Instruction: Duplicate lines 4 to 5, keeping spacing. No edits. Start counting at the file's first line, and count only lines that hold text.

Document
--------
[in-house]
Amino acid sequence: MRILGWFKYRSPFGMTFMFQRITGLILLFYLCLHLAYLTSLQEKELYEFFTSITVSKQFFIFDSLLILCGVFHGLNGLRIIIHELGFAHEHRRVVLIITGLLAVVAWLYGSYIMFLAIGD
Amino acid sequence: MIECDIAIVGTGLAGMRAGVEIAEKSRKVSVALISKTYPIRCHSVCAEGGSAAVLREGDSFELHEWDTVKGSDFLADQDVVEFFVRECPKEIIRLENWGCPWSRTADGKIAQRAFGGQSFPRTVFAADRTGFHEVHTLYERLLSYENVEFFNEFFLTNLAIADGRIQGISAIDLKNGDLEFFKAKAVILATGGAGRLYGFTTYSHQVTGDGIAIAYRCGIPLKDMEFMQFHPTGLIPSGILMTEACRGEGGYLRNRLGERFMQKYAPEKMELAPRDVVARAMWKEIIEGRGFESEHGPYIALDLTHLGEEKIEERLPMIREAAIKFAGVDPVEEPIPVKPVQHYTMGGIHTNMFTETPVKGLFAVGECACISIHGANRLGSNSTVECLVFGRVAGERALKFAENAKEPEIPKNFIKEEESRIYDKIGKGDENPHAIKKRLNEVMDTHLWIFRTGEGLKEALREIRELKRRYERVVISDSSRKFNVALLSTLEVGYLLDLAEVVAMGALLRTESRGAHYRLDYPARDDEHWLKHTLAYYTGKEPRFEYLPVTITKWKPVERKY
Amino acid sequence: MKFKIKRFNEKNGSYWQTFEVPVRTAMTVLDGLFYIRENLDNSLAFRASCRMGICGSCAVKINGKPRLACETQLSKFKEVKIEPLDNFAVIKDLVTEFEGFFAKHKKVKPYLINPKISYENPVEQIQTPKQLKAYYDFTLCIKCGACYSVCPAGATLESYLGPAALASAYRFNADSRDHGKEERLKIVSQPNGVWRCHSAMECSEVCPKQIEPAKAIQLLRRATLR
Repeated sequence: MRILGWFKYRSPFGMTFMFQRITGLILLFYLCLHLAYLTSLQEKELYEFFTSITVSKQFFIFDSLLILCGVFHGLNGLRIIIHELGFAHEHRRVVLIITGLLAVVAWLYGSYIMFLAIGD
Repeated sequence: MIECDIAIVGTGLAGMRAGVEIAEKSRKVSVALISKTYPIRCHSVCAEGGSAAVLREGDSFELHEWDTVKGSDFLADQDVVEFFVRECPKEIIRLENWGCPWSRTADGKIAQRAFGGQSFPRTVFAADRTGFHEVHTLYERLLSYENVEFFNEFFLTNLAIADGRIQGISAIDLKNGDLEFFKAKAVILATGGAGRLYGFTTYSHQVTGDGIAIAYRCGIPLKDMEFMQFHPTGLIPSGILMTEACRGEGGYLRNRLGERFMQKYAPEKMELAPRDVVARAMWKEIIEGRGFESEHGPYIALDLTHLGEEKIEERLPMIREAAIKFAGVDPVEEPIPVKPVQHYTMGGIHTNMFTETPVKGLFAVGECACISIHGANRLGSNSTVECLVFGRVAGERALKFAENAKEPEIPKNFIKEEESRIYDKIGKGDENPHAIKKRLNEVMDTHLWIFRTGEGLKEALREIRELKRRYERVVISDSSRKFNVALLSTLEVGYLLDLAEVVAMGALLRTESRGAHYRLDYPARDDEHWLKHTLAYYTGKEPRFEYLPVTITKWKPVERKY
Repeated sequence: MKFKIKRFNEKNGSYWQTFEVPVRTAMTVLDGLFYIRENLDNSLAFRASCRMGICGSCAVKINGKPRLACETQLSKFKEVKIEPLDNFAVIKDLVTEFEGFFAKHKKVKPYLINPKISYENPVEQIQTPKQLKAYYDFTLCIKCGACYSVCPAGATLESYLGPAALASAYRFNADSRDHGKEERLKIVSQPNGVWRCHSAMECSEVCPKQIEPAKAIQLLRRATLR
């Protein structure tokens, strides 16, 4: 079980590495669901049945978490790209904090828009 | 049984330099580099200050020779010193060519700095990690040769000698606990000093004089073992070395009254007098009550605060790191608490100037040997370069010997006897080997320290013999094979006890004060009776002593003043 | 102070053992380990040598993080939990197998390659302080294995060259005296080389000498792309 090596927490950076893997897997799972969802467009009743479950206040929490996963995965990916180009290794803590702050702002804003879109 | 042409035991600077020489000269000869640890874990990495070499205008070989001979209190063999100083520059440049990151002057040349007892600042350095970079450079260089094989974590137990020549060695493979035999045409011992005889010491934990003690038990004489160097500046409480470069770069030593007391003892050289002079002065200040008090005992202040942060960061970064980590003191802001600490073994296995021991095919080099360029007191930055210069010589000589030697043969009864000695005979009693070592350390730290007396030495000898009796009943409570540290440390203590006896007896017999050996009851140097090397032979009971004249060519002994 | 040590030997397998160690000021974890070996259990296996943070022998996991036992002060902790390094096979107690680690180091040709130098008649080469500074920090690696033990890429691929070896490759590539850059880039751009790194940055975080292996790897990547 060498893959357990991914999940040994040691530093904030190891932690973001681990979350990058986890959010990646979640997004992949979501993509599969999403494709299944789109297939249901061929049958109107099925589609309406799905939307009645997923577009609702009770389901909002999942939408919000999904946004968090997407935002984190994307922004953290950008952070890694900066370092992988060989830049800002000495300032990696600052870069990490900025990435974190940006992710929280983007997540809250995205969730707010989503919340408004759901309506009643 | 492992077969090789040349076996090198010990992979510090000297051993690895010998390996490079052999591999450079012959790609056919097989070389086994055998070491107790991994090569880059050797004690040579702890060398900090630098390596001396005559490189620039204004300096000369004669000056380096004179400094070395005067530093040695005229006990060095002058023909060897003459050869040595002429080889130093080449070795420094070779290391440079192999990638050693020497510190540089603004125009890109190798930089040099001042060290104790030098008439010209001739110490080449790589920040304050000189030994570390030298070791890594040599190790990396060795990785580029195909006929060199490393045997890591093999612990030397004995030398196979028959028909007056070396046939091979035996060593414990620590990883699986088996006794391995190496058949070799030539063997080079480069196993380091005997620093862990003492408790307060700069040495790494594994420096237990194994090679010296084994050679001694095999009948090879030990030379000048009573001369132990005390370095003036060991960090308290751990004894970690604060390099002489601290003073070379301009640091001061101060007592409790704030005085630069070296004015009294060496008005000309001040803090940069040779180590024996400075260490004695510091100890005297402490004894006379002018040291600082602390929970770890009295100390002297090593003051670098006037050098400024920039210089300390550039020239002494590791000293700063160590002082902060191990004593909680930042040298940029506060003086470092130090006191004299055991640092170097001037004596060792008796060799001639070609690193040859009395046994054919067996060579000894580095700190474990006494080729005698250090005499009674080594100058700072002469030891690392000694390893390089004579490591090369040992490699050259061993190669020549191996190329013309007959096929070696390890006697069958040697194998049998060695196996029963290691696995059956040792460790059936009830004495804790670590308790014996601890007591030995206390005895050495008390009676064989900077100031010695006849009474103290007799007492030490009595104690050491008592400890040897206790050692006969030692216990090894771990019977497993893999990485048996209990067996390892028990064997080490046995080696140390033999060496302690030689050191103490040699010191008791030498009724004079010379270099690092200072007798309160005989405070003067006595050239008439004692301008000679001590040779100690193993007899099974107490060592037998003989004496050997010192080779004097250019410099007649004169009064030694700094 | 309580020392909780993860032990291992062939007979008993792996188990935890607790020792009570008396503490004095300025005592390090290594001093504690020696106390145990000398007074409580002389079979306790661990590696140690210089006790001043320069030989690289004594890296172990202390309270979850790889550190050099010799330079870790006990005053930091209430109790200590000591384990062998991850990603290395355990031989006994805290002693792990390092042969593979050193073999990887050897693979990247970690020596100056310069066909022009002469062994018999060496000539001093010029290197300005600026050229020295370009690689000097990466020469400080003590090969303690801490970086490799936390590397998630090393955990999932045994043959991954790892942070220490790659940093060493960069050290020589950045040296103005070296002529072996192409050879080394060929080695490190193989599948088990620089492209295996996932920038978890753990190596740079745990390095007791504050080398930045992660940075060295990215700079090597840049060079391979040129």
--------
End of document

Amino acid sequence: MKFKIKRFNEKNGSYWQTFEVPVRTAMTVLDGLFYIRENLDNSLAFRASCRMGICGSCAVKINGKPRLACETQLSKFKEVKIEPLDNFAVIKDLVTEFEGFFAKHKKVKPYLINPKISYENPVEQIQTPKQLKAYYDFTLCIKCGACYSVCPAGATLESYLGPAALASAYRFNADSRDHGKEERLKIVSQPNGVWRCHSAMECSEVCPKQIEPAKAIQLLRRATLR
Repeated sequence: MRILGWFKYRSPFGMTFMFQRITGLILLFYLCLHLAYLTSLQEKELYEFFTSITVSKQFFIFDSLLILCGVFHGLNGLRIIIHELGFAHEHRRVVLIITGLLAVVAWLYGSYIMFLAIGD